There are many different types of false claims that are actionable under the False Claims Act, or FCA. At its most basic form, a false claim involves a government contractor making a request for payment for goods or services which the contractor never provided. Another type of false claim is commonly referred to as the “certification theory of liability”, also known as the legally false certification. Under the certification theory of liability, a claim constitutes a false claim for payment when it relies on the false representation of compliance with a particular federal statute, federal regulation or contractual term. The validity of a false certification claim was at issue before the DC Circuit Court of Appeals in U.S. v. Science Application Int’t Corp. 626 F.3d 1257 (D.C. Cir. 2010).

The circuit court in Science Applications recognized that courts will infer an implied certification from a government contractor’s silence “where certification was a prerequisite to the government action sought.” Id at 1266 (internal citations omitted). The jury in Science Applications found that the defendant-contractor violated the False Claims Act when it sought payment from the government while knowing it was violating contractual provisions regarding conflict of interest. On appeal, the contractor argued that it should not be liable under the False Claims Act because the contract it was working under did not designate the conflict of interest provisions as an express condition for payment. In deciding the appeal, one of the issues the court had to consider was the scope and application of the materiality requirement under the False Claims Act. As the Court recognized, to establish liability under the Act using the implied certification theory, the plaintiff must prove by a preponderance of the evidence that compliance with the relevant legal requirement is material to the decision to pay. Id at 1271.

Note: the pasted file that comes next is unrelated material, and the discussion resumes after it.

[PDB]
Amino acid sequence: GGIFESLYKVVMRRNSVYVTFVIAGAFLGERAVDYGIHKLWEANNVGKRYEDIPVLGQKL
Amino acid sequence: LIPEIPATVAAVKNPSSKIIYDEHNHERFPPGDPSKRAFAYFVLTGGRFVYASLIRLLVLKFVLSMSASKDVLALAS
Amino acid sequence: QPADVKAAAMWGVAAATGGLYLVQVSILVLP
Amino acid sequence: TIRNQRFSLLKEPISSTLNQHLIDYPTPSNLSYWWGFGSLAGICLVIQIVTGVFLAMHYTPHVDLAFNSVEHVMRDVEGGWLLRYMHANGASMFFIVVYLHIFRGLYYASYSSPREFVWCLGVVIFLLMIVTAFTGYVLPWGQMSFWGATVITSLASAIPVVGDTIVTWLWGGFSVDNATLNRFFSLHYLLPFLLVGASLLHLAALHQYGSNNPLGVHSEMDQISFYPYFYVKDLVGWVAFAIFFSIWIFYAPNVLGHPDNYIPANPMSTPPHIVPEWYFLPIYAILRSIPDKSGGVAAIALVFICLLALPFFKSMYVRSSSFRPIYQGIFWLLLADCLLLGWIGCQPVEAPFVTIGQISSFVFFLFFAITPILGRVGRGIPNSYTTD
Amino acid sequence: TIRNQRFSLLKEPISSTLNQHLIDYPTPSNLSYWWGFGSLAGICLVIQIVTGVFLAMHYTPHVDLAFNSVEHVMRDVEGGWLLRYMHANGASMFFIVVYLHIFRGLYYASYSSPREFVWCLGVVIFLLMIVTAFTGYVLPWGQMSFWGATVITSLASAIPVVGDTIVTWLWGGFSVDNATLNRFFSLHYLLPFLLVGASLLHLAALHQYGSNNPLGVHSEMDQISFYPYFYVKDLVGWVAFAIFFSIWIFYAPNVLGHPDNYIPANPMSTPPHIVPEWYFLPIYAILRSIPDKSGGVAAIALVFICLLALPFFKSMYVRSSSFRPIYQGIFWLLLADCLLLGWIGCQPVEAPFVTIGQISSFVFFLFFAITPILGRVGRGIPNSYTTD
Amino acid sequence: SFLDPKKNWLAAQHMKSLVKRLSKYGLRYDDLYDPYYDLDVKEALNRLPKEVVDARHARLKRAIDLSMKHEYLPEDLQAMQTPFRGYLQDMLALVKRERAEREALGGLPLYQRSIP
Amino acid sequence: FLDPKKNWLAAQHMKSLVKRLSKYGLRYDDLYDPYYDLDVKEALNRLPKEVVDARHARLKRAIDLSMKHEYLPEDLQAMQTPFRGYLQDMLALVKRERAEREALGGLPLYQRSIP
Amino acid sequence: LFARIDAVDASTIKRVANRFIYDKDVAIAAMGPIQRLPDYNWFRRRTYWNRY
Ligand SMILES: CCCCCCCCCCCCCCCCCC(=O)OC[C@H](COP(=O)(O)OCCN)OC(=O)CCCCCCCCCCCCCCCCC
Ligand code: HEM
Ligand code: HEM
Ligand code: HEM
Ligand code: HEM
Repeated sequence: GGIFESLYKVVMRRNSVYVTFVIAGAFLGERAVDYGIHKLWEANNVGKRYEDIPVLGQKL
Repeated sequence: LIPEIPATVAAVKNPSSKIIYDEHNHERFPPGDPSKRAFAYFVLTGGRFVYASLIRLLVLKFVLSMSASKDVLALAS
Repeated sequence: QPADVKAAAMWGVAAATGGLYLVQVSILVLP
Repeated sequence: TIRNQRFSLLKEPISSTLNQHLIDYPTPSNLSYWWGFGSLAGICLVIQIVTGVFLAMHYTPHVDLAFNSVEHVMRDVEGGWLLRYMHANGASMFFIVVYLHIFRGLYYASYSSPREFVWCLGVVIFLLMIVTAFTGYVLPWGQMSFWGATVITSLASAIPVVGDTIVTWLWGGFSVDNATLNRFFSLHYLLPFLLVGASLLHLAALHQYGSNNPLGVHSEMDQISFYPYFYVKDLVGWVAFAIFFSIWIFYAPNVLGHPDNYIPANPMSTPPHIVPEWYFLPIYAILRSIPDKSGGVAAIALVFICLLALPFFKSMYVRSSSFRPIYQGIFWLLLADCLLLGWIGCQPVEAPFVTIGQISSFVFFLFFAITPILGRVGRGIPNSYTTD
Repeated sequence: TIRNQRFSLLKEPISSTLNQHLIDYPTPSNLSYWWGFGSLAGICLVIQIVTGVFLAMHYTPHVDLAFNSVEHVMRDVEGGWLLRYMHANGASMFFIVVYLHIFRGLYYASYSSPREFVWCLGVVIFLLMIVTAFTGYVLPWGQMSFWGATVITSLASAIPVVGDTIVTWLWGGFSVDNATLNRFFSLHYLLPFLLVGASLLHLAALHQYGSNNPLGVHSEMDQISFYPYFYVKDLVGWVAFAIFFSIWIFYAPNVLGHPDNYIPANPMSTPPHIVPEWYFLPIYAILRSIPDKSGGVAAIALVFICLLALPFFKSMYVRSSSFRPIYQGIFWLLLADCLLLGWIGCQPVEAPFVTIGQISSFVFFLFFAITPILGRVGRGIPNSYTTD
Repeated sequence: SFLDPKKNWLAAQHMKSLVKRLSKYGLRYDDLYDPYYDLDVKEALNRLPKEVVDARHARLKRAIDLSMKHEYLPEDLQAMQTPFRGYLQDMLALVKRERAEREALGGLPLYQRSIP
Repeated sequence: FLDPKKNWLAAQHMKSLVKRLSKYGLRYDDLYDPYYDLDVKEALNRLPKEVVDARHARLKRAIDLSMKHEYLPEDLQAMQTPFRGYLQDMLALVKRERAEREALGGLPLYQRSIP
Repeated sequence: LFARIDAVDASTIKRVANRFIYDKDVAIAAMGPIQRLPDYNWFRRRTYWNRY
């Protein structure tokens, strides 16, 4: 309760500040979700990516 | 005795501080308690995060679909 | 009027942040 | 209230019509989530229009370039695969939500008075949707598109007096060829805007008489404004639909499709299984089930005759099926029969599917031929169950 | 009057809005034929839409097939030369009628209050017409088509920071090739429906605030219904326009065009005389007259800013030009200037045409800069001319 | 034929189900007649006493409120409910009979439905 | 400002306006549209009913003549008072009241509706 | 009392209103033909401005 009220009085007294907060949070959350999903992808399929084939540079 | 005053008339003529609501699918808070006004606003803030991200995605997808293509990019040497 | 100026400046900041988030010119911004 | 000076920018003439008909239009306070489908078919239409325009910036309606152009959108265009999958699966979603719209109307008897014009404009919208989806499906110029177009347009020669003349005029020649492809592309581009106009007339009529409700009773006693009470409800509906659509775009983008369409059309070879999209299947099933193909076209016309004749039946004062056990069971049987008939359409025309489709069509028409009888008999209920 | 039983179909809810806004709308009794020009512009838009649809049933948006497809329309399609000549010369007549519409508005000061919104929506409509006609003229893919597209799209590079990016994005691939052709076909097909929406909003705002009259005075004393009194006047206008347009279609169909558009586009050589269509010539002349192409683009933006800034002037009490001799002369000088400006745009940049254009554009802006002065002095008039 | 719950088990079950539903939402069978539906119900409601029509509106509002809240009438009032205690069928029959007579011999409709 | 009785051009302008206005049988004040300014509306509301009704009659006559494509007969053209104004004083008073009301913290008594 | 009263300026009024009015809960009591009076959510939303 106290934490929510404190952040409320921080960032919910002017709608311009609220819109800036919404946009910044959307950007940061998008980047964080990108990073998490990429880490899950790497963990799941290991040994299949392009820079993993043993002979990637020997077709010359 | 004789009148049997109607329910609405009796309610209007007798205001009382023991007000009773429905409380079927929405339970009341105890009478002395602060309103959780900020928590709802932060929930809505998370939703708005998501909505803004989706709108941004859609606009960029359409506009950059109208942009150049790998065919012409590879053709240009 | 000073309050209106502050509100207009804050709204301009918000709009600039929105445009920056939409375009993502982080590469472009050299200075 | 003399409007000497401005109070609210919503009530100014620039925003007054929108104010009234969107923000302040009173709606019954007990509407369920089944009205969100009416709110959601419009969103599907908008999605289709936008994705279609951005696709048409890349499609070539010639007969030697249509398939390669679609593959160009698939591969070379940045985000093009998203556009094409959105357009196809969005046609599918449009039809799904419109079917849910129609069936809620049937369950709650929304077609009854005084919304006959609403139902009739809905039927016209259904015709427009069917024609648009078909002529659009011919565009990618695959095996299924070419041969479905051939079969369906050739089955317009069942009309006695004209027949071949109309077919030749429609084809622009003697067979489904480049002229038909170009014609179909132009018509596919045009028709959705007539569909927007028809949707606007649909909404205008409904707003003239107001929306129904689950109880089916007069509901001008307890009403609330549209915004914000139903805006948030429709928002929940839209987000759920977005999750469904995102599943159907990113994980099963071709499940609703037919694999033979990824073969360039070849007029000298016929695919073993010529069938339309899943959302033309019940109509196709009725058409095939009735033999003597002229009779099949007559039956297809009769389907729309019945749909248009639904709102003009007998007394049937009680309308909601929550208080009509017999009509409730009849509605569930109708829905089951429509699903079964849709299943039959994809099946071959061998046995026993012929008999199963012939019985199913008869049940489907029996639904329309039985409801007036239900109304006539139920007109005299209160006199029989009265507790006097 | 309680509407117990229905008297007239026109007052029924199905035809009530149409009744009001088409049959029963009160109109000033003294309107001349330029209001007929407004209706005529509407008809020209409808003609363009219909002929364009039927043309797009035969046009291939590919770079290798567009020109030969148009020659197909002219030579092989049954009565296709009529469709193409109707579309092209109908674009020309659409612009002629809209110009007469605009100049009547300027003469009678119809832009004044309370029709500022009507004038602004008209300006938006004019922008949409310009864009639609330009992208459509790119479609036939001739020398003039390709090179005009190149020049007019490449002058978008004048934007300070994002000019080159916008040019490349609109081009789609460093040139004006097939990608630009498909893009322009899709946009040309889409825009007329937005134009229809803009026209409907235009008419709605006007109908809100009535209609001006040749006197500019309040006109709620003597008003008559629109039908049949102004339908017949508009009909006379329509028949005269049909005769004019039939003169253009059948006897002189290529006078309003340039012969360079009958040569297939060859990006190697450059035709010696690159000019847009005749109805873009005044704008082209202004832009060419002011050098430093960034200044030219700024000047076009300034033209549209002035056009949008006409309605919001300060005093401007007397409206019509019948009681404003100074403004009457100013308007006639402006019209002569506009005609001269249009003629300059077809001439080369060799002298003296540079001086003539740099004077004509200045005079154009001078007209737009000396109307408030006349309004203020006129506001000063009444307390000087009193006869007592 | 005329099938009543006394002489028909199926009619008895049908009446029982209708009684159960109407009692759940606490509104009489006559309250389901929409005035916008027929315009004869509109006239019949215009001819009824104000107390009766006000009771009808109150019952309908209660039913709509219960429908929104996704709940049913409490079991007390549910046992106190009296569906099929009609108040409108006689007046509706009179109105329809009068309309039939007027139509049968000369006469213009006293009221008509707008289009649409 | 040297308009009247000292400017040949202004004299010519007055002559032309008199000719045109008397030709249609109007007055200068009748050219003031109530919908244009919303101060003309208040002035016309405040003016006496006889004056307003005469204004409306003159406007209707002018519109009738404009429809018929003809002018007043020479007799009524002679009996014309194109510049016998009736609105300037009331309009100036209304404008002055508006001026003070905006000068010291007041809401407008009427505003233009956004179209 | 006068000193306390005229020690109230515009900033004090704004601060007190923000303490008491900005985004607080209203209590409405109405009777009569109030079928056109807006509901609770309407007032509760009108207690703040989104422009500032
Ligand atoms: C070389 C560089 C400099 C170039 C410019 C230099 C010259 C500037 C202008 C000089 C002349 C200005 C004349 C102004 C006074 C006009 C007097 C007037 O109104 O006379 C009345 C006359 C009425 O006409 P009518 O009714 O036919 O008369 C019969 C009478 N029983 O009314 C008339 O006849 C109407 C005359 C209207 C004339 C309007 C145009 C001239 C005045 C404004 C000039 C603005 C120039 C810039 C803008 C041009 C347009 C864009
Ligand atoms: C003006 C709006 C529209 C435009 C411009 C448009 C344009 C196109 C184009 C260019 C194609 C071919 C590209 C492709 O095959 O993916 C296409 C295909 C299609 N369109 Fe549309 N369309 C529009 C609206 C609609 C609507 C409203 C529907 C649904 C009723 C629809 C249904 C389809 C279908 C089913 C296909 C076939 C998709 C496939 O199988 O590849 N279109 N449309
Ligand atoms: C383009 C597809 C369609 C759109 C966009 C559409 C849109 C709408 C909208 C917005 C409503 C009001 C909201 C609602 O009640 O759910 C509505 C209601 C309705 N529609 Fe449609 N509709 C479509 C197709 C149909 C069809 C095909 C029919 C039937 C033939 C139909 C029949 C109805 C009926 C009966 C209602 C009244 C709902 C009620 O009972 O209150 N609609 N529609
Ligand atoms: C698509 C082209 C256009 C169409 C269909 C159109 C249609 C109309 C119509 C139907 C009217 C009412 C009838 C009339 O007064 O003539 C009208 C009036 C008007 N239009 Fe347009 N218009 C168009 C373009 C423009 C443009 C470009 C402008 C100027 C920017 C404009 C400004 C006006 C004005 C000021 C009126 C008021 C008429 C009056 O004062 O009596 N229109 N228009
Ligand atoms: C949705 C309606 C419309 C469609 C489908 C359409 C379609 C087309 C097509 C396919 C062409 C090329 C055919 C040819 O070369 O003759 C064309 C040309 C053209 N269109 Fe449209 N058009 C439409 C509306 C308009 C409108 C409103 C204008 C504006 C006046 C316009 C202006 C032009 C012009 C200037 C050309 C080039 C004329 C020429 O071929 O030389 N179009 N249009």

The purpose of the Act’s materiality requirement is to prevent Government contractors from having to deal with “onerous and unforeseen” liability due to the contractor’s noncompliance with the “potentially hundreds of legal requirements” established by the contract. Id. at 1271. Courts recognize that payments made to a contractor that violate only minor contractual provisions are “ancillary to the parties’ bargain and are neither false nor fraudulent.” Id.

The appellate court in Science Applications found that there was record evidence to support the jury’s conclusion that the contract’s conflict of interest provisions were not minor or ancillary. At trial, several witnesses testified that the conflict of interest obligations were an important component of the overall contract. More important, witnesses testified that had they been aware of the contractor’s conflicts of interest, the government would not have made payments under the contract. Id at 1271.


Jason Cornell is an attorney who represents whistleblowers with the law firm Clark Fountain LaVista Prather Keen & Littky-Rubin. Clark Fountain represents plaintiffs in various matters throughout the United States. If you have questions regarding the issues addressed in this or other posts, you can reach Jason at 561 899-2111, or